Two final grades are in: In statistics, I don't know what I got on the final exam yet, but I must have done well enough to break over the line, because I ended up with an 'A'. In physics, the final exam (I got 266 out of 300) and final grades were just posted moments ago: A+. For C programming, I got a 95/100 on the final exam, but the instructor hasn't finished the grades, because I don't see a grade for the final project yet (although without the project I have a 98%). And for calculus, the prof said this morning he'll have our exams posted by Tuesday afternoon. I figured I needed a 75% or better on this morning's final to get an uncurved 'A', and I'm fairly confident I beat that. We shall see. :-)

I've tried not to brag all semester about how well I've been doing - I'm just very pleased, especially considering how I did the last time I tried to take a couple of these classes. Maturity, foreseeable goals, and just plain busting my butt and having no life have helped (and Toni has been there all the way, even when I've not been able to spend as much time doing things with her. I don't know if I could have done it without that emotional support). To classmates I've expressed that I haven't felt that I'm all that much smarter than they are; I've just had the time to devote to doing well. Admittedly, getting 'A's wasn't as big of a deal in the overall plan once I got the acceptance to Purdue, but I still felt a need to understand the material well and a bit of a desire to prove to myself I can get this stuff.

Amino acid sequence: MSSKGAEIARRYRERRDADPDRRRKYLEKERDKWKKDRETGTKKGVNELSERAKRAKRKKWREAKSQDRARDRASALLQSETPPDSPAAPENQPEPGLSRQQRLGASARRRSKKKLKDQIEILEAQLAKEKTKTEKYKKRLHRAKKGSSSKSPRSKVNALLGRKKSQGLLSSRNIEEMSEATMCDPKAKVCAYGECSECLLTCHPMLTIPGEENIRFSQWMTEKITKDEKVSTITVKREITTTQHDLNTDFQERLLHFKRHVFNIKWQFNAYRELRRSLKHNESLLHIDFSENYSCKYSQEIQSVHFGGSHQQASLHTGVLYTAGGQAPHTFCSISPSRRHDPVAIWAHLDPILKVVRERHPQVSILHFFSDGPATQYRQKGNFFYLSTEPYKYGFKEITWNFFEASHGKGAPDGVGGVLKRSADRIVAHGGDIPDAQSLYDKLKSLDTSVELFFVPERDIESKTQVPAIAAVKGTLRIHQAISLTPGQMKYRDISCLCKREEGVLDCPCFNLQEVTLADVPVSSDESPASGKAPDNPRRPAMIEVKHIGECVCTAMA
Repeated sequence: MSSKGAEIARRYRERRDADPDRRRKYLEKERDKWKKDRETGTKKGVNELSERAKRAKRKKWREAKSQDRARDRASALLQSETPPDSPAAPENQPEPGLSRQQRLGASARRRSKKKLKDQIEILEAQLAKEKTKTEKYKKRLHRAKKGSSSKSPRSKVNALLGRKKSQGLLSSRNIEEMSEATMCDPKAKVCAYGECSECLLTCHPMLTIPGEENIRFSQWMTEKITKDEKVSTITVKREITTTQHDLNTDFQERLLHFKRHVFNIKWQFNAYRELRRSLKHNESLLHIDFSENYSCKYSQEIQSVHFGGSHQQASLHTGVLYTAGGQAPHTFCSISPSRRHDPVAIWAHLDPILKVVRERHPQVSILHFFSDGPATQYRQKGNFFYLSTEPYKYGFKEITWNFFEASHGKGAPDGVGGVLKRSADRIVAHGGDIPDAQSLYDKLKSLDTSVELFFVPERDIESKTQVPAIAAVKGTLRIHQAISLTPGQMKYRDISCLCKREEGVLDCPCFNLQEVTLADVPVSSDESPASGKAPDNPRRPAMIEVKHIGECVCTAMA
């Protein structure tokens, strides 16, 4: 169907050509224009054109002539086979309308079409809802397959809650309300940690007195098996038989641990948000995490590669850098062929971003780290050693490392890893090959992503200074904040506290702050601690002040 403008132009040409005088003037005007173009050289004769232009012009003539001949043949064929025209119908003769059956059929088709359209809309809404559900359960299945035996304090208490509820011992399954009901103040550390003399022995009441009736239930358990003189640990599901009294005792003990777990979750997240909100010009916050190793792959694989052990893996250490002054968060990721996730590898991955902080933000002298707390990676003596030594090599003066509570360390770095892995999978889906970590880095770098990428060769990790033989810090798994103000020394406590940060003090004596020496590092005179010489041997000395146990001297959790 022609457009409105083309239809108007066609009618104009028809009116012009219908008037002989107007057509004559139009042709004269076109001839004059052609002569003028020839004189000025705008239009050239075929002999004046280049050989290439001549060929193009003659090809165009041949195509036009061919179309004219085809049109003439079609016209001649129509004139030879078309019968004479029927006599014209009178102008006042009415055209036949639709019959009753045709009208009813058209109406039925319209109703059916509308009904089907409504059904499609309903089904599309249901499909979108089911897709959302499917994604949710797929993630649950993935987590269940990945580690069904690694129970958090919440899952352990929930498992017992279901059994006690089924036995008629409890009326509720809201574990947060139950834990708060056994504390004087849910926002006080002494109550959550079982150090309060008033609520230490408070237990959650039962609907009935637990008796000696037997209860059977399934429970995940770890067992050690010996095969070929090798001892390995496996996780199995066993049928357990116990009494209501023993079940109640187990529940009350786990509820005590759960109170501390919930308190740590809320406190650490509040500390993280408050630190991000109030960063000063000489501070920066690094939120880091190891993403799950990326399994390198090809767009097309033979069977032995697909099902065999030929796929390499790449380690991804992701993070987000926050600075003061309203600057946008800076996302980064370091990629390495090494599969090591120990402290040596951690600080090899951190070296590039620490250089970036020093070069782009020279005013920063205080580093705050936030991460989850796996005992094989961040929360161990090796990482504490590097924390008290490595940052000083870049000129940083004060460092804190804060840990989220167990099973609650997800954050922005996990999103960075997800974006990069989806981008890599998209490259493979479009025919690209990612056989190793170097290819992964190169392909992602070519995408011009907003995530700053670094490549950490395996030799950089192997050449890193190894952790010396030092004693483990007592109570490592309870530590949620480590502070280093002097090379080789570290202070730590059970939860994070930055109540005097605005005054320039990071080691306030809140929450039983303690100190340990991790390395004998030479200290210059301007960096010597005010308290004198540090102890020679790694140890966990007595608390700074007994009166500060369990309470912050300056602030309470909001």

Within minutes of leaving my calculus final, I could feel the headache begin. It's definitely one of my usual post-stress-release headaches. No amount of painkillers or caffeine will make it go away completely. It's my brain's usual way of decompressing. Wednesday evening, a new routine begins: the next math class in the sequence I'm squeezing in (Linear Algebra and Differential Equations), four evenings a week for the next six weeks. Until then, no school stuff for me, TYVM. :-)

Ninja animation

Break Time

Mar. 25th, 2006 04:59 pm
quasigeostrophy: (Default)